1700 Construction Jobs on the Tipping Point

February 9, 2016

In 2000 the Bush administration and Russia agreed to repurpose their country's surplus weapon-grade plutonium - about  34 metric tons total - and make fuel pellets used in commercial nuclear power reactors out of the warheads.

The Energy Department has already spent about $4.5 billion on the half-built plant near Aiken, South Carolina and new estimates place the ultimate cost of the facility at between $9.4 billion and $21 billion. Total outlay for the overall program, including related costs, could go as high as $30 billion.

However, officials warn that delays in the program are so bad the plant may not be ready to turn the first warhead into fuel until 2040.

The site has become a political hot potato as the government struggles to cut wasteful federal programs while local politicians try to keep jobs in their districts. To say nothing about living up to that pesky agreement with Russia.

In the budget that the Obama administration will present on today, the Energy Department proposes abandoning it. Energy officials want to spend only the money necessary to wind down the MOX program while the government shifts to a different method of disposing of the plutonium. Representative Joe Wilson, a South Carolina Republican whose district includes Aiken and an outspoken opponent of government spending finds himself saying, "The administration must complete construction of MOX — the only viable method at this time of disposing of the plutonium,” in support of the jobs in his locale.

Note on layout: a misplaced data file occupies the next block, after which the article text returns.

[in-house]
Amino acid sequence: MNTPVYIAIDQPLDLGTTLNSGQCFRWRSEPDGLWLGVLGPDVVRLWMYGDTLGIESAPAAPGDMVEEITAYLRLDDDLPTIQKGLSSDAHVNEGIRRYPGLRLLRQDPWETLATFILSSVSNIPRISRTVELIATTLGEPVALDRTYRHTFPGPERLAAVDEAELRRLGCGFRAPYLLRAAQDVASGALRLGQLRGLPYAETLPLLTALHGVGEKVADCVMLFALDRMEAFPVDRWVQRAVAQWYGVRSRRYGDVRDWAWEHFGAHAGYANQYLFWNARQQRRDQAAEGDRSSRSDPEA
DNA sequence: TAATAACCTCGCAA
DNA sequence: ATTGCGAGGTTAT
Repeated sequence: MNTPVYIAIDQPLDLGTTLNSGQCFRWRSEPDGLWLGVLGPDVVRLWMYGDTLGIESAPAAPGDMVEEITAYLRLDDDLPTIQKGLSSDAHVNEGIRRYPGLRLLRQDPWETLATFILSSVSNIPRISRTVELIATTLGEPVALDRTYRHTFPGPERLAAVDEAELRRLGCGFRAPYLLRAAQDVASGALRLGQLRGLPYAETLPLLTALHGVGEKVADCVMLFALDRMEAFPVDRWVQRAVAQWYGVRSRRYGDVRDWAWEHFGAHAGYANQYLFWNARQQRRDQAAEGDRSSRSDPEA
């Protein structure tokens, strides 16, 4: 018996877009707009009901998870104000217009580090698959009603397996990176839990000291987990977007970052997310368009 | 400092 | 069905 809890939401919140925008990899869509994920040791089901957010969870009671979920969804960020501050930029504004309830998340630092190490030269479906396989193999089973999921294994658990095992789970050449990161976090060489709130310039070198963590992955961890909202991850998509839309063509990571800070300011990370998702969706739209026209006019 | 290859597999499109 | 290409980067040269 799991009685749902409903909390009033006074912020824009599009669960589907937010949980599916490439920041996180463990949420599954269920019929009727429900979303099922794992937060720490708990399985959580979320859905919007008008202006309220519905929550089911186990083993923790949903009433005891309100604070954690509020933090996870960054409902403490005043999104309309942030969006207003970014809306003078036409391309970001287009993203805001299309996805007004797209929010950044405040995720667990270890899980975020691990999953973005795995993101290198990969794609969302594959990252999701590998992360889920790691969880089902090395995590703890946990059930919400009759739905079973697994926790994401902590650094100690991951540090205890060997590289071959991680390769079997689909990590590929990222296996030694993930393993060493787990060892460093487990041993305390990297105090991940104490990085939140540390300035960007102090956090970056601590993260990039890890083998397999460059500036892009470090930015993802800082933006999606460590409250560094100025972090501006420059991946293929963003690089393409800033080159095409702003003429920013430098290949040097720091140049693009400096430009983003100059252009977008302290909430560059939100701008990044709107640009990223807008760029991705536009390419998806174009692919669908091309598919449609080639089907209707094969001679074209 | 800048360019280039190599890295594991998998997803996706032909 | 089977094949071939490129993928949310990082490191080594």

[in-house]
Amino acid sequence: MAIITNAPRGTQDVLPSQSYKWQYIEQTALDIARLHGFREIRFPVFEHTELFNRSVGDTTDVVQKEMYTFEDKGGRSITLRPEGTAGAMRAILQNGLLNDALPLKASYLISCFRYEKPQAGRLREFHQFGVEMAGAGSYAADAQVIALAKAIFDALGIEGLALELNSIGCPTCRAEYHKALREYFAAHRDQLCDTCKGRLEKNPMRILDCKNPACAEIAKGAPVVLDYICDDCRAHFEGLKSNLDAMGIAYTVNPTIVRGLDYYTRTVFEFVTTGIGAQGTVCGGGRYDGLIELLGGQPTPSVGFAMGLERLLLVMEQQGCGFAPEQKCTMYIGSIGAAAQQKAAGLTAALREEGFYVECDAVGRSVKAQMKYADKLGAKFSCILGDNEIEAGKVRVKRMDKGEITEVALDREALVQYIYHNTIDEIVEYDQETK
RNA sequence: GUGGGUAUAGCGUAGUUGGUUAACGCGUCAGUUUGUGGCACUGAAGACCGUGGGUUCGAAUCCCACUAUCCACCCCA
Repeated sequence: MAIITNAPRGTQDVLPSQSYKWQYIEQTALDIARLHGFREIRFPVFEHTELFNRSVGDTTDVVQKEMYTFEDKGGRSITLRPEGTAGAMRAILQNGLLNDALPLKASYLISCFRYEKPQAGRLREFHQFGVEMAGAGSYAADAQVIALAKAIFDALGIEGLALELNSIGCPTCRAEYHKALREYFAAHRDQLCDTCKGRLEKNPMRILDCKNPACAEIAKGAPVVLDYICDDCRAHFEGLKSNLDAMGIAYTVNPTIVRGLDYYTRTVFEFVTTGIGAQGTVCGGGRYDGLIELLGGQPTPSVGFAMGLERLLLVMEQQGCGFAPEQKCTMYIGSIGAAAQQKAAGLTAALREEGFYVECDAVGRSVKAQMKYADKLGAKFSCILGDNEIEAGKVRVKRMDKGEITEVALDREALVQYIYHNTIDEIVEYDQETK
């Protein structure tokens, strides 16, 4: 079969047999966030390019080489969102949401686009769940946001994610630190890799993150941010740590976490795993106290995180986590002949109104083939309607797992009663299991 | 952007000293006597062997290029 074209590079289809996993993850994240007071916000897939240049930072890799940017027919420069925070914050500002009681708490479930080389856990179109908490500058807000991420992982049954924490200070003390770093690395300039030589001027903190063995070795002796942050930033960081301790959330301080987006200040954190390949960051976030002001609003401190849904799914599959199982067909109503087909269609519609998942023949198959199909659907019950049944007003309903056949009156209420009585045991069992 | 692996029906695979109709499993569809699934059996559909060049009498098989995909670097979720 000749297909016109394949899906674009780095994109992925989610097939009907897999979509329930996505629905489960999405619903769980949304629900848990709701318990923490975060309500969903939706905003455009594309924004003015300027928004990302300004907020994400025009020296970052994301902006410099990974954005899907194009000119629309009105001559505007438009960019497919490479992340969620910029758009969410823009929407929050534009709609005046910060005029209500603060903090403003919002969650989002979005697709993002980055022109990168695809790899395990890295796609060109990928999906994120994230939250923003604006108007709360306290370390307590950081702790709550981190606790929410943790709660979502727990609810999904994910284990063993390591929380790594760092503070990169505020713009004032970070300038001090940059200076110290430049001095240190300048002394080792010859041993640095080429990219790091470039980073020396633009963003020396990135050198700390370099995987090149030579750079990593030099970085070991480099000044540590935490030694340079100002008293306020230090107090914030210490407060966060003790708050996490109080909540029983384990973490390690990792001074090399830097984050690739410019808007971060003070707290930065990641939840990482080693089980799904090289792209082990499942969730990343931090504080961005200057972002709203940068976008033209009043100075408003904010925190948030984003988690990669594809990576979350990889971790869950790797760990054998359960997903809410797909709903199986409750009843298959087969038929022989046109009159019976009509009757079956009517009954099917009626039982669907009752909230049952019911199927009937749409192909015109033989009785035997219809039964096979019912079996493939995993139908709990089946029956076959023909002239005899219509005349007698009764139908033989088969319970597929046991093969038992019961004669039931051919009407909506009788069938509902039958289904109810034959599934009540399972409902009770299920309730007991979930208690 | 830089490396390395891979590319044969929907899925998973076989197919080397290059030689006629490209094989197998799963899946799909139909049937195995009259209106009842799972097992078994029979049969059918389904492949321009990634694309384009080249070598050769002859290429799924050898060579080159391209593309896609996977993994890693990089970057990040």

“Here we are, halfway through this damn thing being built, and they say, ‘We don’t want to do this now," said Senator Lindsey Graham, Republican of South Carolina.

The Energy Department would like to move that nuclear waste to a facility near Carlsbad, N.M., where it would be stored deep underground in salt formations. But the New Mexico underground storage facility, which has been closed for two years because of a 2014 leak of radioactive material must obtain legal and regulatory approvals to store the plutonium waste at that facility before it can reopen. New Mexico’s political leaders are not yet convinced they want to participate in the plan.

And then there is the lawsuit filed by Alan Wilson, South Carolina’s attorney general to sue the Energy Department over MOX. Grounds for the lawsuit are expected to be based on the fact that the Energy Department missed a January 1 deadline for the removal of some of the plutonium out of the state, and the suit is expected to claim that the department owes fines to South Carolina.

 “If you tell me that MOX won’t work after all this, then why should I believe you when you say the other thing will work?” Mr. Graham said. “How can the government miss this so badly? Somebody should be fired over this.”

Meantime, 1700 workers wonder about their jobs. For more, read James Risen's article here.

Source: New York Times; Reuters; MOX